Posts Tagged ‘mathematicians’

Institute for Mathematics and its Applications

This is a paid announcement that appeared in SIAM News.

Minneapolis, Minnesota

The Institute for Mathematics and its Applications, located on the University of Minnesota campus, recently announced the following upcoming programs and opportunities:

2013–2014 Thematic Program: The IMA will soon launch its new annual Thematic Program, to run from September 2013 to June 2014. The theme—Scientific and Engineering Applications of Algebraic Topology—will gather researchers from topology, computational geometry, networking, statistics, biology, and other fields to address methods for qualitative analysis and recognition problems in contemporary contexts, including data (finite metric spaces as samples from experiments, surveys, or sensors), networks (Internet traffic, gene regulation, coordinated robotics, communications), and dynamics (systems equipped with only finite resolution or those that are stochastic). The six workshops planned for the year are designed to be truly interdisciplinary. More information about this year’s workshops and the thematic program are available online at http://www.ima.umn.edu/2013-2014.

Call for Proposals: Hot Topics Workshops. The IMA’s Hot Topics Workshops cover rapidly developing areas of interests, focusing on a specific problem or area of exceptional contemporary significance. These workshops are often cosponsored by a participating institution, corporation, government funding agency, or an NSF-focused research group. More information on submitting a workshop proposal is available online at http://www.ima.umn.edu/solicit/hot-topics-guidelines.html.

New Directions Research Professorships: Applications are invited for New Directions Research Professorships, which provide an extraordinary opportunity for established mathematicians—typically mid-career faculty at U.S. universities—to branch into new directions and increase the impact of their research by spending an academic year immersed in the thematic program at the IMA, where they learn new mathematics and applications, connect their research with important problems, and establish new contacts and collaborations. Applications for professorships during the 2013–2014 (Scientific and Engineering Applications of Algebraic Topology) and 2014–2015 (Discrete Structures: Analysis and Applications) thematic programs are still being accepted. Readers can visit http://www.ima.umn.edu/new-directions for more information as well as an online application.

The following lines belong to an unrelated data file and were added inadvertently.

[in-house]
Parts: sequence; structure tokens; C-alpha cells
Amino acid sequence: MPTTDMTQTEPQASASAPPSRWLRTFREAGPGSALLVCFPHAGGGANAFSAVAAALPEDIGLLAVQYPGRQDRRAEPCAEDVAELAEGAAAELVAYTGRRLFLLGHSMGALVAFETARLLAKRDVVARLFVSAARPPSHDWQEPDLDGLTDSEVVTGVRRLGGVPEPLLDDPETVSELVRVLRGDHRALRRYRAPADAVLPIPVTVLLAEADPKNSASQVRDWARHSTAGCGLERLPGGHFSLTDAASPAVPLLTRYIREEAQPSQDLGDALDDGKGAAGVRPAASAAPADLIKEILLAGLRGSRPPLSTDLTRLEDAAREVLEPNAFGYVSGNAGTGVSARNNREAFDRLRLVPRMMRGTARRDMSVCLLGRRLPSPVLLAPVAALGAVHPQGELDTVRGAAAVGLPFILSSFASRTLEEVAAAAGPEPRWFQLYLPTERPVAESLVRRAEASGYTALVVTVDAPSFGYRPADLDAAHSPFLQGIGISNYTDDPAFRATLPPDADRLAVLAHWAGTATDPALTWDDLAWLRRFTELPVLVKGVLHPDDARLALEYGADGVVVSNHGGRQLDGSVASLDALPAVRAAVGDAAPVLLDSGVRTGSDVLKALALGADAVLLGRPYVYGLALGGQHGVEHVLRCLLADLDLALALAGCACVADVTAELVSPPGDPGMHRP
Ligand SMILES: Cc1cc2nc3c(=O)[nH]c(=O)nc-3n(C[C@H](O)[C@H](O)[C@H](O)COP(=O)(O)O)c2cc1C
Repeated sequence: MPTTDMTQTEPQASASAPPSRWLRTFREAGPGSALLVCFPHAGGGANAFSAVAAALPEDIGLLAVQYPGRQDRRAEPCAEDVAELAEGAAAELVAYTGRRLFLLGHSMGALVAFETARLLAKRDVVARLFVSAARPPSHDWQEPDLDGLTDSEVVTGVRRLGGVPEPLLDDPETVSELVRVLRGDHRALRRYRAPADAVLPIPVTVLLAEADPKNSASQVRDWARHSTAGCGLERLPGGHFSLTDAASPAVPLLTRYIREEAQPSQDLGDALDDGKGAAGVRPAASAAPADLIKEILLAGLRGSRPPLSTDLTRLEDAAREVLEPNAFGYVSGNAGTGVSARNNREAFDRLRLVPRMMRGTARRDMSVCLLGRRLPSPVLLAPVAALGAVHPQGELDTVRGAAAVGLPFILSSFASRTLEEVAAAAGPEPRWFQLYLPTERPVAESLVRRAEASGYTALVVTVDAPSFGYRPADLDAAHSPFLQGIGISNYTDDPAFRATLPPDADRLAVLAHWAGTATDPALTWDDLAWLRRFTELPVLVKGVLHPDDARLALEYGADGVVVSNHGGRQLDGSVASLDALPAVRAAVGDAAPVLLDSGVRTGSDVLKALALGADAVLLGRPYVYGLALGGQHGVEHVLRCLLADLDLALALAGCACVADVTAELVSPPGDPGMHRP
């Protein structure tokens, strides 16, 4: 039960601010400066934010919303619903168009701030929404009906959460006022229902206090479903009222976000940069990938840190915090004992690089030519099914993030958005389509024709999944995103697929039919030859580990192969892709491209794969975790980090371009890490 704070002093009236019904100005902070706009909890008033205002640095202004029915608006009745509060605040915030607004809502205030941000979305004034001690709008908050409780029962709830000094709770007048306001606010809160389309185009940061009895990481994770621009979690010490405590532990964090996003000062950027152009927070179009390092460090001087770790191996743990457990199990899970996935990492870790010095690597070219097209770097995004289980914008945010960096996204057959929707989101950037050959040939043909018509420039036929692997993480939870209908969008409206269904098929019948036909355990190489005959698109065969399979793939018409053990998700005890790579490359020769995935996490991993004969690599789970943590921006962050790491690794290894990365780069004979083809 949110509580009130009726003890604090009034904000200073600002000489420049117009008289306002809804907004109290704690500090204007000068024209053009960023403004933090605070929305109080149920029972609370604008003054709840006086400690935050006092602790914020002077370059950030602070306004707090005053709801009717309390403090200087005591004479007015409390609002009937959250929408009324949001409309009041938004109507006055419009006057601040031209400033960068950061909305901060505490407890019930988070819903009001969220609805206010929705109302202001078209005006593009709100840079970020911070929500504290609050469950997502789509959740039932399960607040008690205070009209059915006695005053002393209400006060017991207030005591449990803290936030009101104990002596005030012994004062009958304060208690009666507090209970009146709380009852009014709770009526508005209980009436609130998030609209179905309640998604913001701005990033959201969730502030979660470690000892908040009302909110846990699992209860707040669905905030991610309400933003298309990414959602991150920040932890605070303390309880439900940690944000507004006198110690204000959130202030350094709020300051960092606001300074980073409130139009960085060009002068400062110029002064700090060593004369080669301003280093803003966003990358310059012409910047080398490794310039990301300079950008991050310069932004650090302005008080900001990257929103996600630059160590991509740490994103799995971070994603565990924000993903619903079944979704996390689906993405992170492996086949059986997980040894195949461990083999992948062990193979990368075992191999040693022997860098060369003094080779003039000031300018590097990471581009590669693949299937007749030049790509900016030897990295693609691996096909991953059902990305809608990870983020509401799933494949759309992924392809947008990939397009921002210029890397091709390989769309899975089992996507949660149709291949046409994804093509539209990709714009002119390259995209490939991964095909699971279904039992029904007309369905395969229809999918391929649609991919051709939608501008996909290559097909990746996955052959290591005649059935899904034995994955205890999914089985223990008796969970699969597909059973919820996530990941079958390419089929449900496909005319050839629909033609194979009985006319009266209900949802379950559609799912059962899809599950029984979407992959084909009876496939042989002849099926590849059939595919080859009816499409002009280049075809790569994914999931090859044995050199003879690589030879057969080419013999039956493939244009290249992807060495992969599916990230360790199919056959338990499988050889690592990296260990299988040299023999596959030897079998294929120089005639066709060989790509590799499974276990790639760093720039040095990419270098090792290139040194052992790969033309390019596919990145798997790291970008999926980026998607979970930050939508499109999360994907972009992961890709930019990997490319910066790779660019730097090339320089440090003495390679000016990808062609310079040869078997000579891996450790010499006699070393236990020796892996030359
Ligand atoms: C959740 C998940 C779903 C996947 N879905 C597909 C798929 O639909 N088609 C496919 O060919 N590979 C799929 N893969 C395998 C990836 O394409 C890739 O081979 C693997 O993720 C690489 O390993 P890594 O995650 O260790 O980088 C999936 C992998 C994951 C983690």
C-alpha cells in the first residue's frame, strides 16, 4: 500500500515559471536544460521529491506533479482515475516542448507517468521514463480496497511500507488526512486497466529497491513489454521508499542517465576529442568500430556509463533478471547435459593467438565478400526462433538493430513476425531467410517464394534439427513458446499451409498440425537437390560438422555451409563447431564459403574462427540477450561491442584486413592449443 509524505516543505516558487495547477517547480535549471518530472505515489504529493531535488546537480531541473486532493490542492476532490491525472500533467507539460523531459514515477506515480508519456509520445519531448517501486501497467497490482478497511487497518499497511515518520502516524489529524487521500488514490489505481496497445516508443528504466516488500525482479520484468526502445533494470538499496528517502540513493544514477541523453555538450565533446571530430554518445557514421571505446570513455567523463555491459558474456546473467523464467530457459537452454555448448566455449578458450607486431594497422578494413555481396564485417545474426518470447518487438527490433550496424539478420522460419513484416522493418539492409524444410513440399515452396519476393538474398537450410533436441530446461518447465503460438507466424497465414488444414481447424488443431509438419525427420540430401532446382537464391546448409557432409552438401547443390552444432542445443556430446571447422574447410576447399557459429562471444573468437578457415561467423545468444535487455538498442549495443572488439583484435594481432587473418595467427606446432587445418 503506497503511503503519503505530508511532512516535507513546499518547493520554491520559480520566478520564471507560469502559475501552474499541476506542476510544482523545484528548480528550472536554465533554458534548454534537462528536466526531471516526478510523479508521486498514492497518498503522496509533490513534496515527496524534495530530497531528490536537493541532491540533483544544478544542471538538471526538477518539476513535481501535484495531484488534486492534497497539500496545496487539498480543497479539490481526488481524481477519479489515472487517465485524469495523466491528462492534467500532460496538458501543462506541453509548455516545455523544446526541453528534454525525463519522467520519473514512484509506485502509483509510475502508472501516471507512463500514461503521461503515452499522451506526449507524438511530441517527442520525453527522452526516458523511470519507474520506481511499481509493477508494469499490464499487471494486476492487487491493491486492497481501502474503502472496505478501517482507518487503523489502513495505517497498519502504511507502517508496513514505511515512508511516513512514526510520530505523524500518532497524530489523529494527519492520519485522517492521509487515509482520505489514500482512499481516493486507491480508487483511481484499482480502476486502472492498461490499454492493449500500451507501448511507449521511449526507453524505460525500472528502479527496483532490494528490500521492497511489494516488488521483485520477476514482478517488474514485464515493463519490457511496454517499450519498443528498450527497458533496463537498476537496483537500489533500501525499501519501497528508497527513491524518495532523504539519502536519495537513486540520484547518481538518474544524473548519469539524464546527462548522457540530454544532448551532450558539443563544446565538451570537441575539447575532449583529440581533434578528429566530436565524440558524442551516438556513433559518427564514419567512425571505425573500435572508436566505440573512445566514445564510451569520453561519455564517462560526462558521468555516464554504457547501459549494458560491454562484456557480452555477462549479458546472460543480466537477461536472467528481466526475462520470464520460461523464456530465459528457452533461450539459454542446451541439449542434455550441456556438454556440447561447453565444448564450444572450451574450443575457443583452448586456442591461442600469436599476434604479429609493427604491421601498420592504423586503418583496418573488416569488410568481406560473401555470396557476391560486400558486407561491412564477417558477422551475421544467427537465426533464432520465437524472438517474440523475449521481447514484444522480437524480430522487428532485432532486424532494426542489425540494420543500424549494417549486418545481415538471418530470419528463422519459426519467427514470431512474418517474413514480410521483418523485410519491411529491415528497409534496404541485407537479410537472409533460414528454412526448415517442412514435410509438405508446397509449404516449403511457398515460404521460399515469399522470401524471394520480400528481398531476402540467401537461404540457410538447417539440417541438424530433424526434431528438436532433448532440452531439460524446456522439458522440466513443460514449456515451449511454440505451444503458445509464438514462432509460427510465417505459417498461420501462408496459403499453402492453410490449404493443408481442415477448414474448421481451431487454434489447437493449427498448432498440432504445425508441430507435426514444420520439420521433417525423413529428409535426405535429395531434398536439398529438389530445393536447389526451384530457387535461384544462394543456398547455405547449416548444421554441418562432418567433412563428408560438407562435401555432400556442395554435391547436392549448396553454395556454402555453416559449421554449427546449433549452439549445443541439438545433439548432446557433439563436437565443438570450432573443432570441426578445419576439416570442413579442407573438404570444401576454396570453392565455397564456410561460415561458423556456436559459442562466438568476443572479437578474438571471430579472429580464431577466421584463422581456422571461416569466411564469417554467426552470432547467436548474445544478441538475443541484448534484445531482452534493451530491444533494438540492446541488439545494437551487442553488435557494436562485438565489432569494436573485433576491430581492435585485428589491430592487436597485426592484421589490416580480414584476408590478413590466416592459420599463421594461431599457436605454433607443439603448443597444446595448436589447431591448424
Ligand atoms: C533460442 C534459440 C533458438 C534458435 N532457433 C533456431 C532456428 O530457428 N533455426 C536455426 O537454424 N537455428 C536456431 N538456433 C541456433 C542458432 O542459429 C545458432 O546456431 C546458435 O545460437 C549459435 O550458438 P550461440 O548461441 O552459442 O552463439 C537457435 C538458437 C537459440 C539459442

New Directions Short Course: Applied Statistics and Machine Learning. From June 17 to 28, 2013, the IMA will hold its New Directions Short Course, titled “Applied Statistics and Machine Learning.” Applications are now being accepted for the two-week course, organized by Bin Yu (University of California, Berkeley) and David Madigan (Columbia University); the course will introduce participants to a broad array of modern statistical concepts and techniques, with a focus on critical thinking and practical data analysis. The statistical software R will be used extensively and students are expected to have at least rudimentary knowledge of R prior to the course. The course will cover exploratory data analysis (visualization, dimension reduction, clustering), statistical modeling (linear models, generalized linear models, logistic regression, graphical models), and statistical computation (Monte Carlo, Markov chain Monte Carlo, convex optimization). The course will also cover regularized and large-scale modeling techniques.

More information and an online application are available at http://www.ima.umn.edu/2012-2013/ND6.17-28.13. The deadline for applications is April 15, 2013.

Obituaries: Jerrold E. Marsden

Jerrold E. Marsden, 1942-2010

Read Obituary: 1843

Mathematician Enrico Magenes passes away

SIAM mourns the loss of Professor Enrico Magenes, who passed away Tuesday, November 2, at the age of 87. He was the 2003 winner of the ICIAM Lagrange Prize.

A tribute to Benoît B. Mandelbrot

Polish-born mathematician Benoît B. Mandelbrot died on Thursday, October 14. He was best known for his development of the field of fractal geometry, which allows the quantification of complex natural shapes, such as the contours of clouds and coastlines. Mandelbrot left his mark on far more than the field of mathematics: his innovation led to methods that revolutionized fields as wide-ranging as medicine, geology, economics, engineering, and cosmology. The New York Times obituary of Mandelbrot is in its October 16th edition.